Inside Sports for Sunday — March 12, 2006

It’s been about three years since I took my last college exam, so when Mary Bea Porter-King asked if I would be interested in going through a Kaua’i Jr. Golf rules clinic and exam, I was hesitant at first, but because of my recent interest in the game, I decided to accept her offer.

And did I pass?

Well, I’ll get to that in just a minute, but first I’d like to share my experience with the youngsters, who at times showed great knowledge in areas in which most adults aren’t well-versed.

It is also widely known throughout the state that Kaua’i juniors are the leaders of knowing the rules of the game.

And that can be directly attributed to Mary Bea and her diligent staff, who make the clinics fun yet helpful for youths.

I arrived right on time at the Wailua Golf Course, where the clinic was being held, so I automatically received a two-stroke penalty (punctuality is imperative).

Then I realized that I violated the dress code by not wearing the proper attire, with every single Jr. Golfer dressed appropriately — black belts and all.

That meant another two-stroke penalty, so I already started off the day behind four strokes and I had yet to reach the tee box.

But after I calmed down thanks to Mary Bea’s welcoming demeanor, I carefully listened to each and every word she conveyed to the audience of youngsters, who were eager to answer questions, but at the same time remained quiet and attentive throughout the presentation.

Although the clinic was geared towards first- and second-year youths, it still served as an extremely helpful reminder that even at 25, there’s a lot to learn and not just in the game of golf.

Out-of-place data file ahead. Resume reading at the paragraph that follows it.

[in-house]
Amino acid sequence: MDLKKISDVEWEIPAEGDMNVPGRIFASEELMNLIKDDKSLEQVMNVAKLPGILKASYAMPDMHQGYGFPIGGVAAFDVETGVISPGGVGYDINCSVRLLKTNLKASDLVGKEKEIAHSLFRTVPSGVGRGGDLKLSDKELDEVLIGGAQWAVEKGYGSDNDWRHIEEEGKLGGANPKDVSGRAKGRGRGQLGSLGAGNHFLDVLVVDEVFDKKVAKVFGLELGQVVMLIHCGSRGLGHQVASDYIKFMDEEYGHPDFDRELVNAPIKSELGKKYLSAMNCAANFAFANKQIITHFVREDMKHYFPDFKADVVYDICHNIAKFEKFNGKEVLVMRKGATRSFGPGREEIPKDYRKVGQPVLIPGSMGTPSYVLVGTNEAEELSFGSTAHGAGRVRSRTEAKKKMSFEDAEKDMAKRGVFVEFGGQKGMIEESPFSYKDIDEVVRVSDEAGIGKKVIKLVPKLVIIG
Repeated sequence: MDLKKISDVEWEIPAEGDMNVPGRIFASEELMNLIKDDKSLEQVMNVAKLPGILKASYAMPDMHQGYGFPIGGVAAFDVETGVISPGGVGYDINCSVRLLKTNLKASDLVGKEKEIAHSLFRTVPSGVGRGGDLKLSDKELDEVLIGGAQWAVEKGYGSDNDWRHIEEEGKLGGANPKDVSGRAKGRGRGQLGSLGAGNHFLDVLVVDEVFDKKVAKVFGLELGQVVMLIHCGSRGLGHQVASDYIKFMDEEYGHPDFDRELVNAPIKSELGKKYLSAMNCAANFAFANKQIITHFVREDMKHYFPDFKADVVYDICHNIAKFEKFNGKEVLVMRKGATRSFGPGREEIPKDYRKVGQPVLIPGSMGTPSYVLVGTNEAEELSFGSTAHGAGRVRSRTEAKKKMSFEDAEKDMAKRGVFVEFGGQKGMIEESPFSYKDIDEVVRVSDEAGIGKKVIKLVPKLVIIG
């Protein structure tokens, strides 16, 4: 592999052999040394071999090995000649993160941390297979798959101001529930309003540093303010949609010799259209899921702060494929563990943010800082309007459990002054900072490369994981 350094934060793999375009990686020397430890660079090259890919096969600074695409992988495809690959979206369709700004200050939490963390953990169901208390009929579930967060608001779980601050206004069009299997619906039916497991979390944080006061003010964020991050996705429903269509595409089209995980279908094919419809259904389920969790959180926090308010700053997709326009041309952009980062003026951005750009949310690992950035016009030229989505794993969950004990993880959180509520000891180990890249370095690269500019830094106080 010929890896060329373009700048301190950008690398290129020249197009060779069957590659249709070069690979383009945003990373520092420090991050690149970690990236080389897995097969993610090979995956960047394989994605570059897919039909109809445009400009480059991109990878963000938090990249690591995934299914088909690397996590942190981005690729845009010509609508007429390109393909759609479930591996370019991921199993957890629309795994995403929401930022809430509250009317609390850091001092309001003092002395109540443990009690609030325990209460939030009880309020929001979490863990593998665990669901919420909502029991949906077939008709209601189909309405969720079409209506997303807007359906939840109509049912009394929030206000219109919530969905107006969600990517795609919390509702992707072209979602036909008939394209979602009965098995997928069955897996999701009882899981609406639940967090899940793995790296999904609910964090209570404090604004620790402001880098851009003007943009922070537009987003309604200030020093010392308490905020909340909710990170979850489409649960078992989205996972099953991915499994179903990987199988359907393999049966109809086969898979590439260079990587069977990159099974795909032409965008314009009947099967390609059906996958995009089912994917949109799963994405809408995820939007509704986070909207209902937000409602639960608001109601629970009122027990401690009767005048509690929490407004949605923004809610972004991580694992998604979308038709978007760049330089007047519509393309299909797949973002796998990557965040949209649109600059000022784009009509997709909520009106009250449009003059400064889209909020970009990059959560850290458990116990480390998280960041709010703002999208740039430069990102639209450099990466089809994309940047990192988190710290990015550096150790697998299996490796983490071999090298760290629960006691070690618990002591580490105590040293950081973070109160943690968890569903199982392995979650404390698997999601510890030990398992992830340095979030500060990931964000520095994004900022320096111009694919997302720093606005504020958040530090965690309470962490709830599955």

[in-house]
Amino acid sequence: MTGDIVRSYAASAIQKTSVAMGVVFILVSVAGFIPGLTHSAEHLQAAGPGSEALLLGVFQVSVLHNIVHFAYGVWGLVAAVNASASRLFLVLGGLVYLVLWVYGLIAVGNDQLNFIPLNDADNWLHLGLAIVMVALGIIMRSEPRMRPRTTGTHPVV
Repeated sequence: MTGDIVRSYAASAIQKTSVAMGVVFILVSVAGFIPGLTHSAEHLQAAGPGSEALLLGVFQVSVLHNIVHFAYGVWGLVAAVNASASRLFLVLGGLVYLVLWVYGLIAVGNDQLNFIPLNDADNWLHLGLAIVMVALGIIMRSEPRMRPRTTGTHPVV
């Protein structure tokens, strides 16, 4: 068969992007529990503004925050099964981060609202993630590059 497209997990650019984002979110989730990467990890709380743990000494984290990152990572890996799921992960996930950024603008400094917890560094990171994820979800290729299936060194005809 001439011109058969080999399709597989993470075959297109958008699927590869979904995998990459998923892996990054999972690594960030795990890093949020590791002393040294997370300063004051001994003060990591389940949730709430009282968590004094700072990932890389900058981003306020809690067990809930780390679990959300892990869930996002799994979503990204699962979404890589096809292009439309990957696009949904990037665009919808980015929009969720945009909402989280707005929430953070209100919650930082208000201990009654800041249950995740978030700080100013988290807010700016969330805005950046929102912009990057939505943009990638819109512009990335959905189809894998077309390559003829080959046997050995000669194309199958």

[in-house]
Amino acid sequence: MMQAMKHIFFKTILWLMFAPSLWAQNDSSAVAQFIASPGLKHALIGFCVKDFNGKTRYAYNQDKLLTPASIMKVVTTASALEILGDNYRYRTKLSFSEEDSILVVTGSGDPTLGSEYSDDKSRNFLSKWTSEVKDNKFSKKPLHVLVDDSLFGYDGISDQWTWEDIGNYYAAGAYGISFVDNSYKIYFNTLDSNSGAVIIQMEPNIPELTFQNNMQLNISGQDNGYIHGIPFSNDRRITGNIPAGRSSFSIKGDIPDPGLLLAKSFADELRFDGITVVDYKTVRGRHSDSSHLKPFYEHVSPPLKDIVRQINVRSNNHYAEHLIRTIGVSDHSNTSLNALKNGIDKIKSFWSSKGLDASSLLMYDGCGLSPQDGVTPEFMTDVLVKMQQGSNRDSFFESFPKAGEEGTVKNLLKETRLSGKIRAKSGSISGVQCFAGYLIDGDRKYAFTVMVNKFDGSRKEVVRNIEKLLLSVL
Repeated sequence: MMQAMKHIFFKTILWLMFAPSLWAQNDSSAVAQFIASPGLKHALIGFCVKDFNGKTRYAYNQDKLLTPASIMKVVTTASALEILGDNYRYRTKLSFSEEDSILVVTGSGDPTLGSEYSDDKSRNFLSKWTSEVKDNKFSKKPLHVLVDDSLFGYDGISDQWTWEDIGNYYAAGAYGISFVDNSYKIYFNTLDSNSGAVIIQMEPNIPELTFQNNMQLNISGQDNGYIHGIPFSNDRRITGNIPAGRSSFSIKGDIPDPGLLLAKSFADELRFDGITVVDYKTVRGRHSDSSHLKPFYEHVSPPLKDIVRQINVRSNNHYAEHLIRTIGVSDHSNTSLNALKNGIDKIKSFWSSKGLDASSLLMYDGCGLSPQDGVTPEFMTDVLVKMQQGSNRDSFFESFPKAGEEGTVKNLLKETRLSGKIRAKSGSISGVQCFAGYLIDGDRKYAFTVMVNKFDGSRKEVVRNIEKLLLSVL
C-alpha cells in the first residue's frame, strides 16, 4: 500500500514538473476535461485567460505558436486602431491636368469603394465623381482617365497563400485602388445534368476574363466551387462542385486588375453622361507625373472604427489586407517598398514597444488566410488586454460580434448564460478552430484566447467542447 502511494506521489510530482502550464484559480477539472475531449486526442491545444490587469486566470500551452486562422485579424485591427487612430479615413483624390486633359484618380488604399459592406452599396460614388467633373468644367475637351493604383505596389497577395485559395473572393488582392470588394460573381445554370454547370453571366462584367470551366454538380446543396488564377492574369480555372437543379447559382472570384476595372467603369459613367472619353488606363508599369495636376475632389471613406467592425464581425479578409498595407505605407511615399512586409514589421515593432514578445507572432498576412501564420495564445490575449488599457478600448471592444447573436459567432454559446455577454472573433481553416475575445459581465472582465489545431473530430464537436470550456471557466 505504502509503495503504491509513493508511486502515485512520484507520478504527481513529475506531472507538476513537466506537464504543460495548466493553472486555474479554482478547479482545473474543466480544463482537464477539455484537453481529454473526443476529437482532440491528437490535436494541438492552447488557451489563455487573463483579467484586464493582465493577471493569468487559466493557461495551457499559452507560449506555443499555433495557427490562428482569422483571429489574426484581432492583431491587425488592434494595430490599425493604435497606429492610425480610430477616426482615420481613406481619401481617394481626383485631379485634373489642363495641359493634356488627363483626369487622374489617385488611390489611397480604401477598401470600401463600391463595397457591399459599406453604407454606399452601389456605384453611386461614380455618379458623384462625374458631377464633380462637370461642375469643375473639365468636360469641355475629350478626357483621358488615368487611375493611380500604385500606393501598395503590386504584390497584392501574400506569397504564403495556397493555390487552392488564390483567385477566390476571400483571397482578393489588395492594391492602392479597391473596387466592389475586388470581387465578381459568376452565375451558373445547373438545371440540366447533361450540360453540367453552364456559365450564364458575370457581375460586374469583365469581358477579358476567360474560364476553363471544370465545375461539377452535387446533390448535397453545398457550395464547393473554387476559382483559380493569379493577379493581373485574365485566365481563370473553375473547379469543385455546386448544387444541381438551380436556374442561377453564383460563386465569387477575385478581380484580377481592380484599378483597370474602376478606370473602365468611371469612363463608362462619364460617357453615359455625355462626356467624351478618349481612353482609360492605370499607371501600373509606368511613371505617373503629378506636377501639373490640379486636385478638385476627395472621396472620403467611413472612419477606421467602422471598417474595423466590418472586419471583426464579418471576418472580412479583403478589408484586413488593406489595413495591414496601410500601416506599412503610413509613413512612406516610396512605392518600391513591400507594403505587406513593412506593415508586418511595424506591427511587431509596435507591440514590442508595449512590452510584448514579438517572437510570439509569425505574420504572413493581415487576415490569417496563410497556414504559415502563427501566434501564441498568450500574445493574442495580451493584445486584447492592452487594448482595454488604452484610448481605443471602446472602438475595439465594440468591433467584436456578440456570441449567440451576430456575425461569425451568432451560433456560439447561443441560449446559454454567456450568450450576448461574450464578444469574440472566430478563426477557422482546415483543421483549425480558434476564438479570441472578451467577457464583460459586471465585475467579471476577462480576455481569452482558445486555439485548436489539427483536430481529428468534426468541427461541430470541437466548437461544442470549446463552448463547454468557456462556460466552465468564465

And that’s what Mary Bea tried to engrain in the children’s minds: the very fact that golf is a game that teaches you a lot of lessons which you can use in life.

For one, it teaches you about integrity, which is the key component of the sport.

If you aren’t true to yourself on the course, how do you expect to be true to yourself off the course?

It doesn’t take a sign language interpreter to figure that one out, but you’d be surprised by how many individuals take this one important principle for granted.

Another attribute golf teaches you is respect. Not only does it teach you to respect others, but it helps you understand that it’s extremely important to respect the course you’re playing on.

Finally, golf teaches you humility. I think every golfer finds out about this when they think they are making progress.

Once you think you’re good, you find out how much further you really have to go.

I’ve been playing for about six months, and I still have problems with every club in my bag.

Sometimes it all comes together, but that’s a rarity and I know I’m not alone in my pursuit to improve.

And speaking of improvement, well, as the clinic came to and end on the putting green, Mary Bea reminded the group of about 50 junior golfers that if they listened and paid attention, they’d do just fine on the test.

So after she said that, I began to let go a sigh of relief, because I thought I’d be in trouble since it was my very first rules clinic.

When the exams were handed out, I breezed through the first 10 questions with no trouble, but there were a few bumps along the way.

However, after my pencil ran out of lead, I handed my test in to be corrected.

After seeing a few red marks on the front and back of the two-sided test, I was almost certain that I’d fail, but let’s just say that my four strokes I gave up at the start were erased, thanks to a passing grade!


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